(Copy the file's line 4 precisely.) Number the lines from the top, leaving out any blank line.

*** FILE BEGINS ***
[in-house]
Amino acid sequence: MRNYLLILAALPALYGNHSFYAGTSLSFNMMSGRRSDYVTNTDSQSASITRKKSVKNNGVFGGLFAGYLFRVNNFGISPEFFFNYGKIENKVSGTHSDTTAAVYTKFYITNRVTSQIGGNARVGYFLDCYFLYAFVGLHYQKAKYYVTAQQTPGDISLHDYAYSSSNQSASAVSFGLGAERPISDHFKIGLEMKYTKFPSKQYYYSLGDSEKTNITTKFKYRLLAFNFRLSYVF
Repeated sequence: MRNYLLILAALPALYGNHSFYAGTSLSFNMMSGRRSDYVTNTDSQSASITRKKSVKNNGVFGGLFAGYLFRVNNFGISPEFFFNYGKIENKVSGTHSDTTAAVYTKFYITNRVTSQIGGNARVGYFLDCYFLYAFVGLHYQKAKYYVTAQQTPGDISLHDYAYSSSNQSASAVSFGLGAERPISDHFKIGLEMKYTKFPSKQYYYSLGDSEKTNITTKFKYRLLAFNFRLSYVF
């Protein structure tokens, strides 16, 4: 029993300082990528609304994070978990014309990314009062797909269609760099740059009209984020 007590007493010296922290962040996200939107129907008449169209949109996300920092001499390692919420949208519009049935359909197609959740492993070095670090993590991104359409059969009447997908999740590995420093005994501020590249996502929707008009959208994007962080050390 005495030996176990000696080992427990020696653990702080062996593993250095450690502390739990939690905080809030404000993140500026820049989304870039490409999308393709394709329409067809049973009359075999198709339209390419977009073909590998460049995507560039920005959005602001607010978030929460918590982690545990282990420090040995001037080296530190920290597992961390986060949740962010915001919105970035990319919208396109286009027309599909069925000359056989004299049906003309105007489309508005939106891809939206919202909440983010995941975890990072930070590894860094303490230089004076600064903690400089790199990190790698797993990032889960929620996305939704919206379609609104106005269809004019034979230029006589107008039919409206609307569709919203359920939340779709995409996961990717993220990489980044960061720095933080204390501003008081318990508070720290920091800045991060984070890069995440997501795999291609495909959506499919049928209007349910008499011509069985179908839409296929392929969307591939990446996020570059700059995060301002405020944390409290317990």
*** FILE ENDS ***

């Protein structure tokens, strides 16, 4: 029993300082990528609304994070978990014309990314009062797909269609760099740059009209984020 007590007493010296922290962040996200939107129907008449169209949109996300920092001499390692919420949208519009049935359909197609959740492993070095670090993590991104359409059969009447997908999740590995420093005994501020590249996502929707008009959208994007962080050390 005495030996176990000696080992427990020696653990702080062996593993250095450690502390739990939690905080809030404000993140500026820049989304870039490409999308393709394709329409067809049973009359075999198709339209390419977009073909590998460049995507560039920005959005602001607010978030929460918590982690545990282990420090040995001037080296530190920290597992961390986060949740962010915001919105970035990319919208396109286009027309599909069925000359056989004299049906003309105007489309508005939106891809939206919202909440983010995941975890990072930070590894860094303490230089004076600064903690400089790199990190790698797993990032889960929620996305939704919206379609609104106005269809004019034979230029006589107008039919409206609307569709919203359920939340779709995409996961990717993220990489980044960061720095933080204390501003008081318990508070720290920091800045991060984070890069995440997501795999291609495909959506499919049928209007349910008499011509069985179908839409296929392929969307591939990446996020570059700059995060301002405020944390409290317990």